How to Breathe Correctly When Lifting Weights

Whether you're lifting barbells in the gym or moving house furniture, it's probably your natural inclination to hold your breath. Improper breathing technique can quicken fatigue, cause dizziness and increase your blood pressure, which can lead to fainting. By breathing correctly when lifting, you will likely have a higher degree of control and alertness during your exercise. Breathing correctly can help you avoid weight-room-related injuries. Never start this or any new exercise regimen without consulting your doctor first.

Lifting weights with poor breathing can make you drop the weights. (Image: Stockbyte/Stockbyte/Getty Images)

Step 1

Do some deep breathing exercises before you start your workout session. Close your eyes and take in a deep breath through your nose, hold it for one or two seconds and let it go through your mouth. Repeat this for a few minutes. Deep breathing before you exercise sets the stage for controlled breathing during your workout. It relaxes you and makes you more conscious of your breathing.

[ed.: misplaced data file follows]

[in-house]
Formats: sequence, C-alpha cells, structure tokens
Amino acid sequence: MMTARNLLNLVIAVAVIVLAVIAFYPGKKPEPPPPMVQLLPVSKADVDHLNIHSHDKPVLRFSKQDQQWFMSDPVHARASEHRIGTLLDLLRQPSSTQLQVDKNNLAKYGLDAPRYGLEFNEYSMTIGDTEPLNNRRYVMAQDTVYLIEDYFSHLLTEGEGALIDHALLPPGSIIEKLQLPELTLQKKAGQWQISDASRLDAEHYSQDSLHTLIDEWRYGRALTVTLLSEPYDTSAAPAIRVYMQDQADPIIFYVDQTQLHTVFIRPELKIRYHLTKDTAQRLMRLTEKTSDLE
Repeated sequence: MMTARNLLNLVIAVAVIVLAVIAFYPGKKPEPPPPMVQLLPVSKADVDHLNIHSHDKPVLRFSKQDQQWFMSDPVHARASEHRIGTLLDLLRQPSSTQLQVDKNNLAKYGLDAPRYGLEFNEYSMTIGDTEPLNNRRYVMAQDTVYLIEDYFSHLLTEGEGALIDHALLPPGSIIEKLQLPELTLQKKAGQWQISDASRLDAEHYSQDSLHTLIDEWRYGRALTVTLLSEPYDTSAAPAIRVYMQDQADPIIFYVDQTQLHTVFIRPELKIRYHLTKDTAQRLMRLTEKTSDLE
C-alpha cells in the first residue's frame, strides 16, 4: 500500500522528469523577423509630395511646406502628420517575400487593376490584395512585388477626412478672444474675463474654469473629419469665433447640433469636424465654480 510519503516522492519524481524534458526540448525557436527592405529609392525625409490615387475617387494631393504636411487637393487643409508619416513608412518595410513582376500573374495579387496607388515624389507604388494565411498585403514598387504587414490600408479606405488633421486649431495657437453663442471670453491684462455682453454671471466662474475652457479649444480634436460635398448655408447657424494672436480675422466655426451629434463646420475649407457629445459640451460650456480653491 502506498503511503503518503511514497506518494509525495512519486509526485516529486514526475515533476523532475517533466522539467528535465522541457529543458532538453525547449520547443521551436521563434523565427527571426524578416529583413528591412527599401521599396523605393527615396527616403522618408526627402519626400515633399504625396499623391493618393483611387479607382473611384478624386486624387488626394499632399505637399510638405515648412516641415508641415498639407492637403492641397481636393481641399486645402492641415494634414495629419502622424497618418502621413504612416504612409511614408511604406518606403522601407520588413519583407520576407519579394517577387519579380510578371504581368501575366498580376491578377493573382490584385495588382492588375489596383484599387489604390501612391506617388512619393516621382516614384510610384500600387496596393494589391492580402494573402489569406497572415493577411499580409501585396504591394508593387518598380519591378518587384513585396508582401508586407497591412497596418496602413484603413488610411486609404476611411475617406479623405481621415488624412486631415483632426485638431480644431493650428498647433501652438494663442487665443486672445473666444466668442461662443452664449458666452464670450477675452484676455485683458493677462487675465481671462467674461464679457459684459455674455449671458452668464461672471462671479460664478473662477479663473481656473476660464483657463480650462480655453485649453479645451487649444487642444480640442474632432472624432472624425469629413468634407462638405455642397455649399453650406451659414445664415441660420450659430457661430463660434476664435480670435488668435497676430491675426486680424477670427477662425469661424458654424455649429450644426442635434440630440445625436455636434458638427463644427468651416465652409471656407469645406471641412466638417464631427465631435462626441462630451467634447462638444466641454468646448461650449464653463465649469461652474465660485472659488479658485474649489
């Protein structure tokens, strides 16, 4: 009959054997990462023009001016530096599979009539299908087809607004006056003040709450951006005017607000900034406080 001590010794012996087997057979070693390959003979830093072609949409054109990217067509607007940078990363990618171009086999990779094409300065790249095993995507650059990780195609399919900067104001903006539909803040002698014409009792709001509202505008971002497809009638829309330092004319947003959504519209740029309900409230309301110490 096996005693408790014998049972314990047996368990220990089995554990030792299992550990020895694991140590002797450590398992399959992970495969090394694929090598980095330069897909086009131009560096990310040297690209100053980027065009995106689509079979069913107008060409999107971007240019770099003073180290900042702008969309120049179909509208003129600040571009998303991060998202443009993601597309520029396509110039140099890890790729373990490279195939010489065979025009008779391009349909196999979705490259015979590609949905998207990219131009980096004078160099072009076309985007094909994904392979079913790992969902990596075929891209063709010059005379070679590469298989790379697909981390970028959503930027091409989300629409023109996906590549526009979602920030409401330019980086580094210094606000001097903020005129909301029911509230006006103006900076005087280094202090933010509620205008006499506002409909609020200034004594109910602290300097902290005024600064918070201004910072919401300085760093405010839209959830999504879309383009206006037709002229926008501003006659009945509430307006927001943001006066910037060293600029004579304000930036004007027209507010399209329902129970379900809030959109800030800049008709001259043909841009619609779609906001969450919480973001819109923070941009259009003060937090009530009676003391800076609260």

Step 2

Breathe out as you lift the weight. Begin breathing out right as you pick up the weight. For example, on a bench press you fully exhale through your nose or mouth as you push the barbell away from your chest.

Step 3

Breathe in through your nose in a controlled manner as you lower the weight. Lowering weight requires less exertion, which makes it an ideal time to inhale.

Step 4

Avoid using the Valsalva maneuver during lifting. The Valsalva maneuver refers to holding one's breath during lifting. It is commonly used by professional power lifters but it runs the risk of increasing your high blood pressure, which can lead to fainting or a heart attack. According to the British Journal of Sports Medicine, using the Valsalva maneuver during either the single arm curl or double knee extension produced the highest blood pressure response in the beginner weightlifters used as subjects in the study.

Tip

Start lifting with light weights until breathing correctly becomes second nature. Heavy weights demand more concentration and strength, which makes it easier to break concentration and forget to breathe correctly. If you have to hold your breath to lift the weight, then it's too heavy.

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